To optimize the performance of the run-time system, the common code elements are generally copied into the code base by an aspect-aware compiler.
Application Portfolio
The collection of business solutions in use by an organization, taken together.

The management of the application portfolio is a focus of enterprise architecture (EA). In particular, EA seeks to refine the portfolio to fill gaps, eliminate redundancies, and ensure interoperation between applications in the portfolio.
Application Programming Interface
An application programming interface is a specification for how to invoke a software module.

APIs may be specified with "function signatures" that express the function name, the type of its return value, and the types of any parameters it accepts as input. In message-oriented systems, APIs may be expressed as the collection of messages that the module will accept as input, and the messages it may produce as output.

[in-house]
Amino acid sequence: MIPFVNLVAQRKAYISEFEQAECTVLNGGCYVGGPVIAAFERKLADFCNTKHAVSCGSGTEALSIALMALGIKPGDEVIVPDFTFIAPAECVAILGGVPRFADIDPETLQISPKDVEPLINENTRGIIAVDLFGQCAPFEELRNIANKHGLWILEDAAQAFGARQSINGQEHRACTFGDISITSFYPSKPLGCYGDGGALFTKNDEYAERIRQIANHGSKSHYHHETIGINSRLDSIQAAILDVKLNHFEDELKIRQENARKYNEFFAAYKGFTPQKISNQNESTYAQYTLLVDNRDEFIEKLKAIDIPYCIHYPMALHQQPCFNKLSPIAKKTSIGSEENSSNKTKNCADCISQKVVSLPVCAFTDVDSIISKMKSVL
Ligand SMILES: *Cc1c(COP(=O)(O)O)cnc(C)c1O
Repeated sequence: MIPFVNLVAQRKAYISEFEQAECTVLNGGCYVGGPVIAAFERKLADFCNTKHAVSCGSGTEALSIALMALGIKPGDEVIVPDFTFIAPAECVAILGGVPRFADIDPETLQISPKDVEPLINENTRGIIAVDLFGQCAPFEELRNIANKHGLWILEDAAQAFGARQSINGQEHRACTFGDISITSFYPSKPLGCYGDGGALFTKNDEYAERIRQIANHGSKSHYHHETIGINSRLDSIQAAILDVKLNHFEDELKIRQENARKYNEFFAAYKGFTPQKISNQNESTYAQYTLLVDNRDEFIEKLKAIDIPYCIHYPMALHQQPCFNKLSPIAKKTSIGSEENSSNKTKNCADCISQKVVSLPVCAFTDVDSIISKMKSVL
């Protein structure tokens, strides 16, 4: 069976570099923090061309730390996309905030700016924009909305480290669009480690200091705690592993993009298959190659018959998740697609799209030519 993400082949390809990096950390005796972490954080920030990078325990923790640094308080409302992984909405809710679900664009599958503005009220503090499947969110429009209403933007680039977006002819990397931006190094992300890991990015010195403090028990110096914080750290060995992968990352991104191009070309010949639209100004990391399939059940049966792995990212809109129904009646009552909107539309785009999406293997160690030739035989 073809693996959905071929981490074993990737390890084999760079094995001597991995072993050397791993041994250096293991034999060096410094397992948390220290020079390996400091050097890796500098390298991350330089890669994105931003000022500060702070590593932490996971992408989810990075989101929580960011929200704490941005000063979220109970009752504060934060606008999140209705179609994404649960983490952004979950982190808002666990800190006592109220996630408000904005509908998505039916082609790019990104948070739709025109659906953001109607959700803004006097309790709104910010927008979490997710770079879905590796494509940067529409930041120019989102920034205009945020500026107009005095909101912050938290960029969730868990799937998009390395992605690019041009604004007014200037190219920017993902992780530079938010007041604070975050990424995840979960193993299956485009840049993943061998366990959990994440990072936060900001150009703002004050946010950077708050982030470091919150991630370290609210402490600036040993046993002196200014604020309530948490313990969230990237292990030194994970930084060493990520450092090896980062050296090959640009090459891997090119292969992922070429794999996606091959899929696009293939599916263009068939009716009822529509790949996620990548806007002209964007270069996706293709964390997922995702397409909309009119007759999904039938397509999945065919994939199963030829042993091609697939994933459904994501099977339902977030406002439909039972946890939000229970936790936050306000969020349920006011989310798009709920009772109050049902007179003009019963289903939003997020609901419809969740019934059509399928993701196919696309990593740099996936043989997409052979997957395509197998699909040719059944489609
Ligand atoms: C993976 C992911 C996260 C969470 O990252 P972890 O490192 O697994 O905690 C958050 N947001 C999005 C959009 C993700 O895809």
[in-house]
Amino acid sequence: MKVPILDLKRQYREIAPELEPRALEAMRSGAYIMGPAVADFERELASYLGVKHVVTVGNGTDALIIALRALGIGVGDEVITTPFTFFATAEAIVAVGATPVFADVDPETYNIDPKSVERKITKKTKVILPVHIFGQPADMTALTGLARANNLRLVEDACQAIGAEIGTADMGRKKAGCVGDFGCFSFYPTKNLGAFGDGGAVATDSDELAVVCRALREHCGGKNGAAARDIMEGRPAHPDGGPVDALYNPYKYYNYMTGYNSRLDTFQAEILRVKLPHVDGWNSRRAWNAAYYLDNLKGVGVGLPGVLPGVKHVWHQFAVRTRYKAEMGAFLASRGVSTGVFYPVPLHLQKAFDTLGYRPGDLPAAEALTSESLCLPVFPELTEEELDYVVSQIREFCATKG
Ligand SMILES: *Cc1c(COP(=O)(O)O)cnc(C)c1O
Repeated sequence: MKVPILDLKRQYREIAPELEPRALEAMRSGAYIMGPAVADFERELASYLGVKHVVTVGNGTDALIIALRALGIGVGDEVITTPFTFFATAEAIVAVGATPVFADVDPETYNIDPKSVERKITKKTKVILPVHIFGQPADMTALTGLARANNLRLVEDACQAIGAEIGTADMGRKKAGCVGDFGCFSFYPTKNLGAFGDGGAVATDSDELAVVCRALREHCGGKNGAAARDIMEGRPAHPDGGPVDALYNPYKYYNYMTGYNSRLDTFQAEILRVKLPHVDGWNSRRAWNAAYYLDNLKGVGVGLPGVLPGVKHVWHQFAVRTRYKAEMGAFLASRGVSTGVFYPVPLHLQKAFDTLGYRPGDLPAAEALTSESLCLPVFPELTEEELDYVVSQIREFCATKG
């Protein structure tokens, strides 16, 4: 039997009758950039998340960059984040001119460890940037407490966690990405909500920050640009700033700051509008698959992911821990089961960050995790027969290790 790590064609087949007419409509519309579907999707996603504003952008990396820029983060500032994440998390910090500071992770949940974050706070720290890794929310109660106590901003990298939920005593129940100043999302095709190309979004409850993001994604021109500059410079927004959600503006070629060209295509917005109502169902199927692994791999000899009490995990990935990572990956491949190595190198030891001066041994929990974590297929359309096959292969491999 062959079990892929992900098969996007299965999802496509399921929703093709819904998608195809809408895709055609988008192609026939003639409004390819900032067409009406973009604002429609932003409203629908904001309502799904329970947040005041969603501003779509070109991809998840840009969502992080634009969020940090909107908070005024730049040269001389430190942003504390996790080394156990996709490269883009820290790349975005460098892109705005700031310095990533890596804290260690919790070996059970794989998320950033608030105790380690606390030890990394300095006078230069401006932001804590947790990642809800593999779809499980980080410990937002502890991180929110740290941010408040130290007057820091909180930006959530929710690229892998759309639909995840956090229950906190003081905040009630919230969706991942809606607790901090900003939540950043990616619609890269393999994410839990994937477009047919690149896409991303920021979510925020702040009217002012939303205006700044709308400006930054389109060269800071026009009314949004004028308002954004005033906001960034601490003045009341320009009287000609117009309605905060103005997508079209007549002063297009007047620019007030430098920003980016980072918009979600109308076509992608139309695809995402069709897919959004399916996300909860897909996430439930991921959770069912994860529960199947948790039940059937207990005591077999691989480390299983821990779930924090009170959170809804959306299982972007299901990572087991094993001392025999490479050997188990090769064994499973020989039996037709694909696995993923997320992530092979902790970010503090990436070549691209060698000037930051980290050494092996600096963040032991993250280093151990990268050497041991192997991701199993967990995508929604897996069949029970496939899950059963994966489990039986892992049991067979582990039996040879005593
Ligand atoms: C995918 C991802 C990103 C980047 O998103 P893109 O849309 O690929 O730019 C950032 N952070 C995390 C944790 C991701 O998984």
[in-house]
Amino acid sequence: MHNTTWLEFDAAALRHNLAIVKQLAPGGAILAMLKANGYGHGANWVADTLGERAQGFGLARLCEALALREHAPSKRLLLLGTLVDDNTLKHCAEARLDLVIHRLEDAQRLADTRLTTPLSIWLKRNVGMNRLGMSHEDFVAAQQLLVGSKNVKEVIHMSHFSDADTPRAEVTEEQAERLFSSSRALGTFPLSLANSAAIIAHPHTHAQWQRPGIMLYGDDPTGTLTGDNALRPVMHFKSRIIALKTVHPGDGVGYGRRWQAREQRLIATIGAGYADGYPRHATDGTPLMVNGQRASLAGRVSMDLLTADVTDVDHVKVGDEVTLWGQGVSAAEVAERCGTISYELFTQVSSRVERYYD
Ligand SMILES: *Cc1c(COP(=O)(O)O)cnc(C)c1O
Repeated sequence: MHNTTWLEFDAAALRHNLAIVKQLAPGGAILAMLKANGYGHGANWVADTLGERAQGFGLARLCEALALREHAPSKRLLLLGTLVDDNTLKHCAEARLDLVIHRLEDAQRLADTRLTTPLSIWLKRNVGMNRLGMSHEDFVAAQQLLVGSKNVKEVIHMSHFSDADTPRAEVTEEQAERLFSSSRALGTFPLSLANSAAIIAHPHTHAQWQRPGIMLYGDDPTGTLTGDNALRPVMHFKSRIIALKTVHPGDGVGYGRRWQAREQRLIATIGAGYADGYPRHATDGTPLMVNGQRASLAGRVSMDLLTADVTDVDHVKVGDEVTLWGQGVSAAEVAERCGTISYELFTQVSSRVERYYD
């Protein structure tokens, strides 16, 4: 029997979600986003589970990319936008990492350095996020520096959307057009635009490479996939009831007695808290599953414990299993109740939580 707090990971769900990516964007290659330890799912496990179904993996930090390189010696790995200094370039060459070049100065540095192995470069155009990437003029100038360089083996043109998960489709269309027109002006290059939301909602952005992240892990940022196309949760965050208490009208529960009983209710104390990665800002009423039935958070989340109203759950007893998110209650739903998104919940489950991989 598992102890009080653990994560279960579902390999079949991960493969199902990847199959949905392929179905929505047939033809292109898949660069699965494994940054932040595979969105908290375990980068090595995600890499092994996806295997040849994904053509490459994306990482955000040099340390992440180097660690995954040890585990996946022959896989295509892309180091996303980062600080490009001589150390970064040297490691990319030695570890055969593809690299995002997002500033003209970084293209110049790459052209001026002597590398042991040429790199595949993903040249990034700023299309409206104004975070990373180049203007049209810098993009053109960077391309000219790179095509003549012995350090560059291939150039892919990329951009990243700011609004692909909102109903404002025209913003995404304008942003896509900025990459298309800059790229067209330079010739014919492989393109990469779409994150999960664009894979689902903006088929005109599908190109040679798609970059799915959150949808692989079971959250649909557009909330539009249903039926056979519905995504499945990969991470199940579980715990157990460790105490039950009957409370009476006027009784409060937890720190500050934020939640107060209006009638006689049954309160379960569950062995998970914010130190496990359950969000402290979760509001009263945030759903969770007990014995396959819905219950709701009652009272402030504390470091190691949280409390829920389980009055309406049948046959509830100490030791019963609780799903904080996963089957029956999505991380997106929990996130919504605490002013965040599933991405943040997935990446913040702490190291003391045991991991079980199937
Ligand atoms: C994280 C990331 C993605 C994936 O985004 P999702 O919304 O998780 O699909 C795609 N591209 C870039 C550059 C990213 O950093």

Architectural Modeling Session
A modeling session where the focus is on identifying a high-level strategy for how your system will be built
Analyst
A developer responsible for working directly with project stakeholders to potentially gather information from them, document that information, and/or validate that information.
Aspect Oriented Programming
Aspect-Oriented Programming (AOP) is an approach to supporting consistent treatment of cross-cutting concerns in a software system.

AOP allows developers to declaratively invoke common code from within a business function to address cross-cutting concerns such as proper exception management, logging, performance benchmarking, et cetera.

AOP also supports the notion of code invocation at defined "join points", such as entry or exit from a routine.

To optimize the performance of the run-time system, the common code elements are generally copied into the code base by an aspect-aware compiler.
Application Portfolio